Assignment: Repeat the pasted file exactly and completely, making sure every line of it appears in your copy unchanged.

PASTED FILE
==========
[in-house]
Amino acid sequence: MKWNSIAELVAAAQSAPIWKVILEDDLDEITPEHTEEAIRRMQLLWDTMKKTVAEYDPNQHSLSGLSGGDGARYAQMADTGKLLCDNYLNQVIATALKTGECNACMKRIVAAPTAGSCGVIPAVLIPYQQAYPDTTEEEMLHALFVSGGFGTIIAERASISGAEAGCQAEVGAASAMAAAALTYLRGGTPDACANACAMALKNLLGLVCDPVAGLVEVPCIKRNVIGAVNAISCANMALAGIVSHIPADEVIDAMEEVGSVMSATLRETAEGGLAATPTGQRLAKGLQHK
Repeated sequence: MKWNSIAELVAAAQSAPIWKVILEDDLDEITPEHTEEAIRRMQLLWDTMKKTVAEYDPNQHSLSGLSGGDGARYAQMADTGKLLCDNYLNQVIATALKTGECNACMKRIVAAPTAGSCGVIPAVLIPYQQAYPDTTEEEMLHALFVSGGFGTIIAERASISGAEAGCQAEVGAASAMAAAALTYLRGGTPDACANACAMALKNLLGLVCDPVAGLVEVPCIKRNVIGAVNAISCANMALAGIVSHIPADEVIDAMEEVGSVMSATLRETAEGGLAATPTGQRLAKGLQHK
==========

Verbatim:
[in-house]
Amino acid sequence: MKWNSIAELVAAAQSAPIWKVILEDDLDEITPEHTEEAIRRMQLLWDTMKKTVAEYDPNQHSLSGLSGGDGARYAQMADTGKLLCDNYLNQVIATALKTGECNACMKRIVAAPTAGSCGVIPAVLIPYQQAYPDTTEEEMLHALFVSGGFGTIIAERASISGAEAGCQAEVGAASAMAAAALTYLRGGTPDACANACAMALKNLLGLVCDPVAGLVEVPCIKRNVIGAVNAISCANMALAGIVSHIPADEVIDAMEEVGSVMSATLRETAEGGLAATPTGQRLAKGLQHK
Repeated sequence: MKWNSIAELVAAAQSAPIWKVILEDDLDEITPEHTEEAIRRMQLLWDTMKKTVAEYDPNQHSLSGLSGGDGARYAQMADTGKLLCDNYLNQVIATALKTGECNACMKRIVAAPTAGSCGVIPAVLIPYQQAYPDTTEEEMLHALFVSGGFGTIIAERASISGAEAGCQAEVGAASAMAAAALTYLRGGTPDACANACAMALKNLLGLVCDPVAGLVEVPCIKRNVIGAVNAISCANMALAGIVSHIPADEVIDAMEEVGSVMSATLRETAEGGLAATPTGQRLAKGLQHK